Martinez simply thrives on these pressure cooker situations and took centre stage again to leave Lille as both the hero and villain, after an utterly absorbing European night. Sixteen months after playing a key role in helping Argentina beat France in the World Cup Final, Les Bleus’ Public Enemy No. 1 was the spot-kick destroyer to extend Unai Emery’s magical record in Europe.

Saving penalties from Nabil Bentaleb and Benjamin Andre, Martinez turned to the Lille fans to perform a dance after the final kick before running the length of the pitch to the Villa fans sitting high in Stade Pierre-Mauroy as chants of “Emi Martinez, the world’s No. 1” echoed around the stunned stadium. He was also booked twice, with the second caution for inciting the crowd shortly after saving Bentaleb’s penalty.

Martinez clearly feared he would be sent off, yet avoided a red card as the rules stipulate that cautions during the 120 minutes cannot be carried into penalties. Villa are now preparing for a semi-final next month, with their hopes of ending a 28-year wait for silverware remaining improbably alive.

They will go into that tie with Olympiakos as the last English team left standing in Europe, as Liverpool and West Ham both failed to overturn deficits in the Europa League to follow both Arsenal and Manchester City in crashing out of European competition on Wednesday night. This was hardly a classic European performance from Emery, the serial trophy winner, but provided further evidence that the best managers can also rely on fortune from time to time.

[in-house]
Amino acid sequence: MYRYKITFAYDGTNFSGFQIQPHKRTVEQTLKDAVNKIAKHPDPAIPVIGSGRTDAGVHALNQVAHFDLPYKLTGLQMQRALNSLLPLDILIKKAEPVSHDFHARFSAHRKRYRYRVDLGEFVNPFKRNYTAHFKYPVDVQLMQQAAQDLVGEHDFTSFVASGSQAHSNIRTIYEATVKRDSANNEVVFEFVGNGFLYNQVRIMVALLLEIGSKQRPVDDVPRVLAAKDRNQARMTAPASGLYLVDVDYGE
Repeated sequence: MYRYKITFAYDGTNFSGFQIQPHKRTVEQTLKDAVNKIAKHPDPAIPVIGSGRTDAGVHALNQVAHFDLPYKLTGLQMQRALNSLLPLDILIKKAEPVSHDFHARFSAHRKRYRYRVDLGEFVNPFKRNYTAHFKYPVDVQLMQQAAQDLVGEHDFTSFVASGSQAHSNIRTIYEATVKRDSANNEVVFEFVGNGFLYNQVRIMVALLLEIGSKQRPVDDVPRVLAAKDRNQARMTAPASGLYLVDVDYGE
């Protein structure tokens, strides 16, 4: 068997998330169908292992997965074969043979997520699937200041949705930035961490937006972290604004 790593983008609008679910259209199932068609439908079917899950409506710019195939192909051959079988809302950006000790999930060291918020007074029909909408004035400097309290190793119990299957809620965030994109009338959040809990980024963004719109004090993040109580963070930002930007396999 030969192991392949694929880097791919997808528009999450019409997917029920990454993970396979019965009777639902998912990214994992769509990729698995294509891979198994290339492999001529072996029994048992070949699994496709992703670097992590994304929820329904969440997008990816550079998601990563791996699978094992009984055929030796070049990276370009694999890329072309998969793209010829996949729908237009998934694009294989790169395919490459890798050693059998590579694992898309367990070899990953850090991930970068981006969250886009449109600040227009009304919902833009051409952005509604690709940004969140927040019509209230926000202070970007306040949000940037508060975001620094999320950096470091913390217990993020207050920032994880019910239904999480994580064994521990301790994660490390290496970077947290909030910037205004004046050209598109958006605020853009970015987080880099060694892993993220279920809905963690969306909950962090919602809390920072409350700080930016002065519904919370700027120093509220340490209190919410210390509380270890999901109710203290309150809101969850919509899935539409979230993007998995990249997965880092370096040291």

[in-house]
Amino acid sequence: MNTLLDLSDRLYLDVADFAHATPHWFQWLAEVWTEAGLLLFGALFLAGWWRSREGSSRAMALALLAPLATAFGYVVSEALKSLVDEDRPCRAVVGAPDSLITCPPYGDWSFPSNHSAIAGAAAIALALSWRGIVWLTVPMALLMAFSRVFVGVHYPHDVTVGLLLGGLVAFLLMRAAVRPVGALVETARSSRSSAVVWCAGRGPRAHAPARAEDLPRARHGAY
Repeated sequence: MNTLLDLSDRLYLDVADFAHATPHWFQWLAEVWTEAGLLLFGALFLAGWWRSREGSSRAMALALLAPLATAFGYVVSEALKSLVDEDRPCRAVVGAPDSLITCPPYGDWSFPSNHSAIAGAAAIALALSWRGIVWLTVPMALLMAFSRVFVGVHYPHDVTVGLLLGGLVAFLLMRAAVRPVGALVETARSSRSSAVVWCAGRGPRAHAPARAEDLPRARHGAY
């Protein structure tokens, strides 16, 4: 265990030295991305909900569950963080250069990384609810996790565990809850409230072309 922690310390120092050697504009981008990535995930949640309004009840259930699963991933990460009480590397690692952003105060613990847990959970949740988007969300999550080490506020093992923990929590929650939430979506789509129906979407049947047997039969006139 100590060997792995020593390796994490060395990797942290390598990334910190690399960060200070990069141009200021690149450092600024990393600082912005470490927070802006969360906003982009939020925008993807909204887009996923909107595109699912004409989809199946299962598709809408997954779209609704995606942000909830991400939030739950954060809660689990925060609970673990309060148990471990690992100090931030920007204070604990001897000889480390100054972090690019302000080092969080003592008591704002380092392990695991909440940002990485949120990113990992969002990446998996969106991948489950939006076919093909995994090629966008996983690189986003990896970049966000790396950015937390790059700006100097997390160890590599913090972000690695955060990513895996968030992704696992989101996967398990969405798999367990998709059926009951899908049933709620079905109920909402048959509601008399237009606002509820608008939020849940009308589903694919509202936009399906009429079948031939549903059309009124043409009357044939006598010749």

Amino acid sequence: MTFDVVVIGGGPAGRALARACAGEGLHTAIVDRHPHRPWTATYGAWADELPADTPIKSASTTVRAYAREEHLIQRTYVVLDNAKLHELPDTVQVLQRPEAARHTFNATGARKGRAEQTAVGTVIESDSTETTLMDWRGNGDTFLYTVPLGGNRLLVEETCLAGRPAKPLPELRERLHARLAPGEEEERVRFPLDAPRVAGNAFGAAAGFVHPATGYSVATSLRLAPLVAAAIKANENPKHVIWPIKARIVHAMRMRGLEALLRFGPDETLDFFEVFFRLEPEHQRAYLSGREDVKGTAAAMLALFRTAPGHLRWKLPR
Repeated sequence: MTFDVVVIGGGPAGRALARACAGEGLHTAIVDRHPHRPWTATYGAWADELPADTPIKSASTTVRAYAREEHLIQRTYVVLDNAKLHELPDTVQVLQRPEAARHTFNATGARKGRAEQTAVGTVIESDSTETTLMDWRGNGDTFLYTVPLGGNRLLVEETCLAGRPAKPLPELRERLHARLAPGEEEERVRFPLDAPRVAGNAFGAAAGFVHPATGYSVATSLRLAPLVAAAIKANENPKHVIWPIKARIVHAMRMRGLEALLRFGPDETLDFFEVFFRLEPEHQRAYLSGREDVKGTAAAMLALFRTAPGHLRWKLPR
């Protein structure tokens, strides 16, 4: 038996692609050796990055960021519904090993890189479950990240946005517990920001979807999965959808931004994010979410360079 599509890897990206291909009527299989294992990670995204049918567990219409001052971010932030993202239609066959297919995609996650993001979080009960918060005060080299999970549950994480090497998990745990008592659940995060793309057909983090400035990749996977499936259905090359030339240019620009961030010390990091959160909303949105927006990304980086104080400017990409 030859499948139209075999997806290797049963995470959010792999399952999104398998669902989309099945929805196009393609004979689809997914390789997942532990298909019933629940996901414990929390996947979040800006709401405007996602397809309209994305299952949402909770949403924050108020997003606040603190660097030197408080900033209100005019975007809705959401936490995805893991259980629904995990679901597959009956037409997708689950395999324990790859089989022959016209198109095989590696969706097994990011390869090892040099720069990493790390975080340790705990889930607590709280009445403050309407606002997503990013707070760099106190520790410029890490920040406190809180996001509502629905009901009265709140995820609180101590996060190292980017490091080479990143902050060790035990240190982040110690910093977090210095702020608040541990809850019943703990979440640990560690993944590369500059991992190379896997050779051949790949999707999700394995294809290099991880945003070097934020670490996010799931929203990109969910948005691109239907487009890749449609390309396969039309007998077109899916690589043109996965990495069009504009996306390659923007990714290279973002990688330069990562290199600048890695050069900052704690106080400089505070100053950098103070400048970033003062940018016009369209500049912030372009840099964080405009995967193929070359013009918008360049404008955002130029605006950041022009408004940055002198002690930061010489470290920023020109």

Read more, here.

The Guardian, Ben Fisher

Long before Emiliano Martínez was booked for time-wasting 39 minutes into this tempestuous knockout tie, there was an air of inevitability that the Aston Villa goalkeeper would prove the hero.

So he was, with Martínez saving superbly from Nabil Bentaleb and Benjamin André in a 4-3 penalty shootout victory after Matty Cash’s speculative late strike prevented Lille from advancing and took the game to extra time. Martínez was mobbed by his teammates, Morgan Rogers jumping for a piggyback as Villa’s players charged towards their delirious supporters stationed high in the stand at the opposite end. That, however, is only half of the story.

The whole game boiled down to a ludicrous crescendo, Martínez the centre of attention. Of course, he relished being the pantomime villain as he took on a French team for the first time since his World Cup heroics for Argentina in Qatar, when he thwarted Kingsley Coman from 12 yards, and he was up to his old tricks.

His every touch was jeered from the off by the locals and, already on a booking, he was cautioned again by the referee, Ivan Kruzliak, during the spot-kicks after being warned for gamesmanship – another dollop of shithousery, you could say – but avoided being sent off and leaving Villa in the unprecedented scenario of being without a goalkeeper for the rest of the shootout because cautions are not carried forward into penalties. At the time, nobody seemed too sure.